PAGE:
Several posts on some of my favorite digital music blogs talking about free music on the internet and what you can really accomplish by just giving it away. (links below).

Working at a major label, I have to balance the business side that wants to monetize everything, with the pressure of free music on the net and the need to market new music. There are no absolutes, and one advantage I have is that I work on a lot of projects and get to test things big and small.

Start with your goals
It’s too competitive to think just “giving away music” will advance your career and too many bands start and end with just wanting to give it away for free. Think harder.

Free may be a starting point if you’re a new act, but established artists have very different goals. Is a free download or stream designed to grow the fan base or reward your fans who may have already purchased from you?

First Goal: Establish a relationship with fans
Make the long term plan for you and your fans. If you are offering downloads, or streams, Make sure you have a community plan in place to capture the momentum new music can create. Collecting basic info fans can be a fair trade off for giving something away. If your an established artist, look beyond just giving your music away- there may be other ways to keep your community active. Give fans a place and incentive to extend the experience of your music and share their feelings with others. Are you strengthening the bond between existing fans? Adding new ones? Find the mix that makes sense and keep in mind there are bands serving thousands, and hundreds of thousands of streams on myspace, with very few fans. It take alot of dedication and great music to keep fans engaged.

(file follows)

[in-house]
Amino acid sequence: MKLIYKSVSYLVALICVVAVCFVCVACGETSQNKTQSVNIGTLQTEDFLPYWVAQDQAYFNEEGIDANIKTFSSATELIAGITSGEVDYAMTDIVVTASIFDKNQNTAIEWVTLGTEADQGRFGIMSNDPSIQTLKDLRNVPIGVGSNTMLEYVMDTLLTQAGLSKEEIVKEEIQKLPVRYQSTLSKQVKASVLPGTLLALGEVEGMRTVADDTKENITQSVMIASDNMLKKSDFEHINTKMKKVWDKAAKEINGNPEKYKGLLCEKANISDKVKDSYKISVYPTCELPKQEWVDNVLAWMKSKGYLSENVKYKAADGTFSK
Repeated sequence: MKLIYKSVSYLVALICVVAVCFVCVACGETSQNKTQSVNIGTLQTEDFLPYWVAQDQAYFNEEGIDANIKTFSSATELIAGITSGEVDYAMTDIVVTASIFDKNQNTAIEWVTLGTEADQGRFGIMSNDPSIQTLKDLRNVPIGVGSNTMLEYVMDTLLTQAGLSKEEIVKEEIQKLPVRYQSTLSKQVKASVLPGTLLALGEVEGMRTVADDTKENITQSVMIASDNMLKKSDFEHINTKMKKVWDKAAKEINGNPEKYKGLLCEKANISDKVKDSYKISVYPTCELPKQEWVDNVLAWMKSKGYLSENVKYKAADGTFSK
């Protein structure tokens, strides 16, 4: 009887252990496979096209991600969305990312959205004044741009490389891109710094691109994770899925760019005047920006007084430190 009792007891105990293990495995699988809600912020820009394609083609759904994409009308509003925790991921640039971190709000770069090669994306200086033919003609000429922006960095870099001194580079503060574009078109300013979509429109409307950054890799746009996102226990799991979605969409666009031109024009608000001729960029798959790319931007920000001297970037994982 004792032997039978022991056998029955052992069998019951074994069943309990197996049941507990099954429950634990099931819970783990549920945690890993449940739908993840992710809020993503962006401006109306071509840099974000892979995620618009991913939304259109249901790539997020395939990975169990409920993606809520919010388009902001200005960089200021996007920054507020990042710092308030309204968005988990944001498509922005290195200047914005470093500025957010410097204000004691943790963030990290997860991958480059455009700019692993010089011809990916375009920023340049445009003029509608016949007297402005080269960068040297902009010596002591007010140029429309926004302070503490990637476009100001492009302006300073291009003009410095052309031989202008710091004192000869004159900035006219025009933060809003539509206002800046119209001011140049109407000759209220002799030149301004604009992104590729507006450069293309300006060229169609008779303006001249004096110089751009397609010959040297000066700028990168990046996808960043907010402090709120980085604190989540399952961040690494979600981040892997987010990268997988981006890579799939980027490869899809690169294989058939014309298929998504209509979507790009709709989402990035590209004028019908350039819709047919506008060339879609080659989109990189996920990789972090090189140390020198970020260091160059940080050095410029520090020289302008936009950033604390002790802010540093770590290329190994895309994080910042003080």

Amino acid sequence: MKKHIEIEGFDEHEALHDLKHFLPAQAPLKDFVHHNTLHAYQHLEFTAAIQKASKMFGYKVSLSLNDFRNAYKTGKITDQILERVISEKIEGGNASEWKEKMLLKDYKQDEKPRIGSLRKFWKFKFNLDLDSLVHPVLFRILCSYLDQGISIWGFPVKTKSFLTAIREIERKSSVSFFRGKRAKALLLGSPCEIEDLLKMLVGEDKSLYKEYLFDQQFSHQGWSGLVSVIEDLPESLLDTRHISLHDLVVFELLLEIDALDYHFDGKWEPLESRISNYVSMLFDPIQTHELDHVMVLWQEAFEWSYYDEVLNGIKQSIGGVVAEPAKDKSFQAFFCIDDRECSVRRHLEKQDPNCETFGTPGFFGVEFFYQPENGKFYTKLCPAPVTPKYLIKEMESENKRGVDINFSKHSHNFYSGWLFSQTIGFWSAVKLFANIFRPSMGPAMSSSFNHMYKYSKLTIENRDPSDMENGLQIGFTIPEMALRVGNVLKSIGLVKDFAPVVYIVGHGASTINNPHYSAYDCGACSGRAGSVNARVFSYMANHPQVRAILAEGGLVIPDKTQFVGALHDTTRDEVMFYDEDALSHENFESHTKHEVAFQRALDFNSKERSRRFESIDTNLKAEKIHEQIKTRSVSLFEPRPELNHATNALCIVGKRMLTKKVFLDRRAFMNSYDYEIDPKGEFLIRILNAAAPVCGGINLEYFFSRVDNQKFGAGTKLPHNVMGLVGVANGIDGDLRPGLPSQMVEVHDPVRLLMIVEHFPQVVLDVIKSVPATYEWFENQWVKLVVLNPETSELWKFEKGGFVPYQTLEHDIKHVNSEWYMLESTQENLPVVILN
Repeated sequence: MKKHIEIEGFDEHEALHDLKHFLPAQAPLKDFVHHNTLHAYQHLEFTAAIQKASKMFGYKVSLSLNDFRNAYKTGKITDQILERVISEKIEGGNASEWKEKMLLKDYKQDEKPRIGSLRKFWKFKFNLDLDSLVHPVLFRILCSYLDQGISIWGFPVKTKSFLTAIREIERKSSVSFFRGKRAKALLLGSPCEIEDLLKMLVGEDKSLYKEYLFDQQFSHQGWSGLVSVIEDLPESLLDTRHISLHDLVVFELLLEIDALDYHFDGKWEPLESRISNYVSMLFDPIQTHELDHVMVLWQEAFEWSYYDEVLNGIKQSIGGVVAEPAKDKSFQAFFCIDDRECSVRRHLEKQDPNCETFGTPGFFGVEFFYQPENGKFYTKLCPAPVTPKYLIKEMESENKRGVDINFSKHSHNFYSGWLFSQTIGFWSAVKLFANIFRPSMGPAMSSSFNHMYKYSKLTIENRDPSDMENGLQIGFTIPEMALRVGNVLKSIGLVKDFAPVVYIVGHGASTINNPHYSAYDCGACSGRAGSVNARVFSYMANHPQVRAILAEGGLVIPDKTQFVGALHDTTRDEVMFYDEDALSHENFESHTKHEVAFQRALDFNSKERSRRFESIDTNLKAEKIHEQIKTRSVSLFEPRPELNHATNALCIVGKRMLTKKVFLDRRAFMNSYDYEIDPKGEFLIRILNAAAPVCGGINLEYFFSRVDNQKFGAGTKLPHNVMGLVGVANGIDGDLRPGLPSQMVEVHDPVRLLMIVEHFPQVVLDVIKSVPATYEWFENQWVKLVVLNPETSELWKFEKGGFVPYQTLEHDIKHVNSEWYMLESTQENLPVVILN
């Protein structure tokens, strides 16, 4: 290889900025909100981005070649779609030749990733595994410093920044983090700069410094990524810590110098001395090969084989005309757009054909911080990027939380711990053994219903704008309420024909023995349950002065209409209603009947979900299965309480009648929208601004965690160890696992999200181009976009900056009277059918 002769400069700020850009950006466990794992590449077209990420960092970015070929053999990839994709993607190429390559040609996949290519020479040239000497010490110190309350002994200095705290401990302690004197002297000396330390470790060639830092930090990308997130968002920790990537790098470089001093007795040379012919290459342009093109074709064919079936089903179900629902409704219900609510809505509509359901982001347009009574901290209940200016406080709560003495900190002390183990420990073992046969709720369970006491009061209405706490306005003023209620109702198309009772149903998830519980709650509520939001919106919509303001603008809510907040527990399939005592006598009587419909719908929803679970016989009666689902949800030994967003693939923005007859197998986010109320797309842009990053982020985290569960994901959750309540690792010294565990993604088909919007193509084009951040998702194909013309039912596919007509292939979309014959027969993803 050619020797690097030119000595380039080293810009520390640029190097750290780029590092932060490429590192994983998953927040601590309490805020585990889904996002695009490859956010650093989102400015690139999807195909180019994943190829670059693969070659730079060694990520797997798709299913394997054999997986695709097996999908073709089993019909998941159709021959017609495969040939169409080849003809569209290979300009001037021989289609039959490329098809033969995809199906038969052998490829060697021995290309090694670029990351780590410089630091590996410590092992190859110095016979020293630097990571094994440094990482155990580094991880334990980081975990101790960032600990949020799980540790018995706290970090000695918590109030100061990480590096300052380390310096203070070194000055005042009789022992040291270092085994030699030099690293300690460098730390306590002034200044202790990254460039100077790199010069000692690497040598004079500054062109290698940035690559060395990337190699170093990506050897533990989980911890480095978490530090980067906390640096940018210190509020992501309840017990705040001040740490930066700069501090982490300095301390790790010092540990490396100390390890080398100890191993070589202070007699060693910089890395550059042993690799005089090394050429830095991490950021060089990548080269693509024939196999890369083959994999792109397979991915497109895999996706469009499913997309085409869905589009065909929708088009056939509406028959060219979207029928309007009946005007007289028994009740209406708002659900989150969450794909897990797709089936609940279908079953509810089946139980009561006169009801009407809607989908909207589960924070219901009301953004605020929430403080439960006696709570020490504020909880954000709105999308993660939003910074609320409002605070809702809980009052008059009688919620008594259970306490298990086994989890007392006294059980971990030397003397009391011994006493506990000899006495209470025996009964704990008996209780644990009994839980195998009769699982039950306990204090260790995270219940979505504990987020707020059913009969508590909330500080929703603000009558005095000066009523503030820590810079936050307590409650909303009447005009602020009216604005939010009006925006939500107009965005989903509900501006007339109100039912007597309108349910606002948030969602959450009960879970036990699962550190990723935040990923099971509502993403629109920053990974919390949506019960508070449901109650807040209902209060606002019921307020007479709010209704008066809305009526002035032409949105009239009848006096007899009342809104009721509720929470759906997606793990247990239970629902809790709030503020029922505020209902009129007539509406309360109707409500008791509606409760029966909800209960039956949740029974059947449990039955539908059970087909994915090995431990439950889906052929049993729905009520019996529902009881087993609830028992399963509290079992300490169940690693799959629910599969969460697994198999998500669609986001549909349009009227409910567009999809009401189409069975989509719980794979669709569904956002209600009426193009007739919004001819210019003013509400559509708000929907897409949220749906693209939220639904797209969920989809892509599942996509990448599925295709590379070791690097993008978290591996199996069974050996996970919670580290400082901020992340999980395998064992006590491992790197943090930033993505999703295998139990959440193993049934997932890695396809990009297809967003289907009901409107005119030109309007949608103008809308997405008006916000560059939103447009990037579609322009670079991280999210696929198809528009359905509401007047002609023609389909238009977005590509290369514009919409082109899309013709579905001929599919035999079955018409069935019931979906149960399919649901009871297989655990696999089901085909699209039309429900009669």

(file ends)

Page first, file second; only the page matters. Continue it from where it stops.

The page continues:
What Can You Sell?
Fans are willing to pay. It’s the blend between quality and art that must be respected. I’ve successfully seen bands drive revenue, and keep fans happy by debuting new music in itunes for 99 cents.

Genre of music
Understand your scene and what is expected by fans of that genre. Culturally, fans of different genres have different expectations when it comes to sampling music.

What is the body of work?
is it a concept or collection of singles? Stream the album vs a download? Depending on your art, protect the best way for fans to sample and purchase.

What else are you trying to sell, tickets Merch? Your plans should tie this all together.

are there other things for you happening in the marketplace?

Where to stream?
There are many sites for major labels and some indies where its free to consumer, but you can get paid – imeem, myspace, lala, are a few emerging partners that allow artists to stream, and monetize.

Majors vs. Unsigned
Don’t assume this debate is about the majors vs indies or the unsigned acts. Colleagues at several major music services tell me that independent musicians are often much more concerned and protective about their music than signed artists and major label policies.

Its clear the early days of digital music are fading into a new reality – from bands, to new digital music services that are struggling to monetize, there is more to it than free. Some great links for further reading:

Experimenting With Free by David Harrell

Hypebot: free music only has value if…

More thoughts on the ‘Music as Free’ Debate
Posted by Mark Mulligan

Why Music Can’t ‘Just Be Free’

Mark Mulligan under ‘Music as Free’: Solutions

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